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Welcome back to our monthly issue of ‘Home Gardener’, a blog for beginners and passionate gardeners, where we share tips on how to start your own home garden and everything you need to know about vegetables, fruits and herbs.

In this month’s topic, I chose ‘Soursop’ or ‘Graviola’, you may know it by its Sinhala names as ‘Weli Atha – Annona Reticulata’ or ‘Katu Anoda – Annona Muricata’, these are two different varieties that belong to the Annonaceae family.

Like any other fruit and vegetables that we know of, Soursop comes highly packed with nutrition that promotes our health and helps ward off various ailments. Click on the ‘next’ button to learn more about this fruit and find out how and why it’s good for you. 

Soursop: Nutritional Value

The first time I’ve had this fruit, I couldn’t describe its taste and all I knew is that it tasted just heavenly and I couldn’t resist eating the whole fruit. As for its taste, some describe it as a combination of fruity flavours, pineapple and strawberry with a hint of citrus zest, while its soft pulp and fibre are used for beverages, desserts, smoothies, and candy, as well as a wealth of traditional medical treatments still practised in many parts of the world. The soursop is primarily grown in central and South America, along with the Caribbean and parts of South East Asia.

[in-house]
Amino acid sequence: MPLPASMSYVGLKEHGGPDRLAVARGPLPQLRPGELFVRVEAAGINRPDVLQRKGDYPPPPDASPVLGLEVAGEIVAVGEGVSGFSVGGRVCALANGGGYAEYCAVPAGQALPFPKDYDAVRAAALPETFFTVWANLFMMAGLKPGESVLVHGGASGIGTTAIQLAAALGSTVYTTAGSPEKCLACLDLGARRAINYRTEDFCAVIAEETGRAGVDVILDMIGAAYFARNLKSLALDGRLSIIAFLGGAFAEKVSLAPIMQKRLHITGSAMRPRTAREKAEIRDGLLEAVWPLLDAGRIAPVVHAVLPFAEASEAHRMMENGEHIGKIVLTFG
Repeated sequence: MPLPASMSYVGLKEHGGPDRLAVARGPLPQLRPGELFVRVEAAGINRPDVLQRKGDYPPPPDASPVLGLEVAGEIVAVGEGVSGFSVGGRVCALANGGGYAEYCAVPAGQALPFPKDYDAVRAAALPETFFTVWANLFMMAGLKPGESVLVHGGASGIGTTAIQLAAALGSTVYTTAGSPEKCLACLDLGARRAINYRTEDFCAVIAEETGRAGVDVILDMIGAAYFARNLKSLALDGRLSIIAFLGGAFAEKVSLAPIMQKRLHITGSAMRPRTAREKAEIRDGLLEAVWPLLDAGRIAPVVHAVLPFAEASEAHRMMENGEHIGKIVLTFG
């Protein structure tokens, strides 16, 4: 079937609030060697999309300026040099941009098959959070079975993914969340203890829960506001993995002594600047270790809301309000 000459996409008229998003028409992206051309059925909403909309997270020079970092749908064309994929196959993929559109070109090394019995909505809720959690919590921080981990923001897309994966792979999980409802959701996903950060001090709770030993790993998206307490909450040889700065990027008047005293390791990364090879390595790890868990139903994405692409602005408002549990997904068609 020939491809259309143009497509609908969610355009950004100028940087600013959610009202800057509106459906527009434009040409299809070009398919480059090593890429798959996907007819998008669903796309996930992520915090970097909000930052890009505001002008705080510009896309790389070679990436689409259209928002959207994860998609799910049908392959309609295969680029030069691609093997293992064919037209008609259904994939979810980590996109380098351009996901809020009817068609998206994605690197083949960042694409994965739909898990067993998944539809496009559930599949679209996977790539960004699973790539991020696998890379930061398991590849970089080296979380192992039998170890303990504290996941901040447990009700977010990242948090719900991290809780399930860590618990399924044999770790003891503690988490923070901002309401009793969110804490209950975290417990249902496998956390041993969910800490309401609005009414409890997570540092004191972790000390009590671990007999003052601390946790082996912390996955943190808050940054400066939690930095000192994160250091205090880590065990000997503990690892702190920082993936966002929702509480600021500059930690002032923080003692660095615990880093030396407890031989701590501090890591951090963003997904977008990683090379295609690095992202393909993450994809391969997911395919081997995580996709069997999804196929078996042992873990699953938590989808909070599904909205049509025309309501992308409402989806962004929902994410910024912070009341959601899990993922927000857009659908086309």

Soursop is very low in calories, so you don’t have to worry about gaining any extra pounds, and surprisingly, a 100g serving yields the following:

Energy

66kcal

Total Carbohydrates

16g

Sugar

13g

Fibre

3g

Protein

1g

Folic Acid

14μg (microgram)

Vitamin C

20.6MG

Magnesium

21mg

Potassium

270mg

… and this is not even half of it! Soursop is also packed with a substantial amount of Iron, Calcium, Phosphorus, Zinc, Sodium and B-vitamins. As you know, each of these nutrients plays a vital role in our system.

Now that you know Soursop is packed with nutrients, let’s move on to the part where we read about its benefits.

Next: Soursop: Health Benefits